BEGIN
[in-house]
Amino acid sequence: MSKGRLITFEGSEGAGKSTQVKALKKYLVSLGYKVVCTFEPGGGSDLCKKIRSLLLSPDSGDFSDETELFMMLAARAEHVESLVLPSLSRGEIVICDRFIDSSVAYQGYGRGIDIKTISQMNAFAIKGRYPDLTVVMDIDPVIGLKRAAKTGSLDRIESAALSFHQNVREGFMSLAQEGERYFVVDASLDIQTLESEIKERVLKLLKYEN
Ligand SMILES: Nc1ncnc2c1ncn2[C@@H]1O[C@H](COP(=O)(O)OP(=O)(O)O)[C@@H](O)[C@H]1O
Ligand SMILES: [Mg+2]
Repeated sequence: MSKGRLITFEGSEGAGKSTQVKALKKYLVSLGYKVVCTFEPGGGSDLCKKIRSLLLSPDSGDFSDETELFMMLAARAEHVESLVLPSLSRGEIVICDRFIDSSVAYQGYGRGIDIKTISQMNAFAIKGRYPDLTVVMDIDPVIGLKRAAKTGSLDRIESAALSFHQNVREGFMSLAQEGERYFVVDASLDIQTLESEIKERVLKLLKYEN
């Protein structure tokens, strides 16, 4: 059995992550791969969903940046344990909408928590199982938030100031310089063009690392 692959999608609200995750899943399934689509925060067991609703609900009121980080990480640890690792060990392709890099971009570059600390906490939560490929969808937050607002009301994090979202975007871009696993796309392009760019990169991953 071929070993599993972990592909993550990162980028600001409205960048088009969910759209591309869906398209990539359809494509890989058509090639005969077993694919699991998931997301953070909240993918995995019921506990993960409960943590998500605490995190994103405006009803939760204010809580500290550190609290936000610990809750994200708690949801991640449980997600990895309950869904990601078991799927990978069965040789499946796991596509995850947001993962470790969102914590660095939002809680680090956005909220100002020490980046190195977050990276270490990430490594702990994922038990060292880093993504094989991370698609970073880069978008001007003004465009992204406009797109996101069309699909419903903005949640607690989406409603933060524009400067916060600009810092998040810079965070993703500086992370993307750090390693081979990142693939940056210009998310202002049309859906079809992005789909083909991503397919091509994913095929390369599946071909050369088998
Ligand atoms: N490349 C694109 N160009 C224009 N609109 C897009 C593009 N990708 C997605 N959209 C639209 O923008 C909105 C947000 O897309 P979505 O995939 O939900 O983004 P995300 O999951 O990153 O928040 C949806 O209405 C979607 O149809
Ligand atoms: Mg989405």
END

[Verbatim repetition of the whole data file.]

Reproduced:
[in-house]
Amino acid sequence: MSKGRLITFEGSEGAGKSTQVKALKKYLVSLGYKVVCTFEPGGGSDLCKKIRSLLLSPDSGDFSDETELFMMLAARAEHVESLVLPSLSRGEIVICDRFIDSSVAYQGYGRGIDIKTISQMNAFAIKGRYPDLTVVMDIDPVIGLKRAAKTGSLDRIESAALSFHQNVREGFMSLAQEGERYFVVDASLDIQTLESEIKERVLKLLKYEN
Ligand SMILES: Nc1ncnc2c1ncn2[C@@H]1O[C@H](COP(=O)(O)OP(=O)(O)O)[C@@H](O)[C@H]1O
Ligand SMILES: [Mg+2]
Repeated sequence: MSKGRLITFEGSEGAGKSTQVKALKKYLVSLGYKVVCTFEPGGGSDLCKKIRSLLLSPDSGDFSDETELFMMLAARAEHVESLVLPSLSRGEIVICDRFIDSSVAYQGYGRGIDIKTISQMNAFAIKGRYPDLTVVMDIDPVIGLKRAAKTGSLDRIESAALSFHQNVREGFMSLAQEGERYFVVDASLDIQTLESEIKERVLKLLKYEN
């Protein structure tokens, strides 16, 4: 059995992550791969969903940046344990909408928590199982938030100031310089063009690392 692959999608609200995750899943399934689509925060067991609703609900009121980080990480640890690792060990392709890099971009570059600390906490939560490929969808937050607002009301994090979202975007871009696993796309392009760019990169991953 071929070993599993972990592909993550990162980028600001409205960048088009969910759209591309869906398209990539359809494509890989058509090639005969077993694919699991998931997301953070909240993918995995019921506990993960409960943590998500605490995190994103405006009803939760204010809580500290550190609290936000610990809750994200708690949801991640449980997600990895309950869904990601078991799927990978069965040789499946796991596509995850947001993962470790969102914590660095939002809680680090956005909220100002020490980046190195977050990276270490990430490594702990994922038990060292880093993504094989991370698609970073880069978008001007003004465009992204406009797109996101069309699909419903903005949640607690989406409603933060524009400067916060600009810092998040810079965070993703500086992370993307750090390693081979990142693939940056210009998310202002049309859906079809992005789909083909991503397919091509994913095929390369599946071909050369088998
Ligand atoms: N490349 C694109 N160009 C224009 N609109 C897009 C593009 N990708 C997605 N959209 C639209 O923008 C909105 C947000 O897309 P979505 O995939 O939900 O983004 P995300 O999951 O990153 O928040 C949806 O209405 C979607 O149809
Ligand atoms: Mg989405």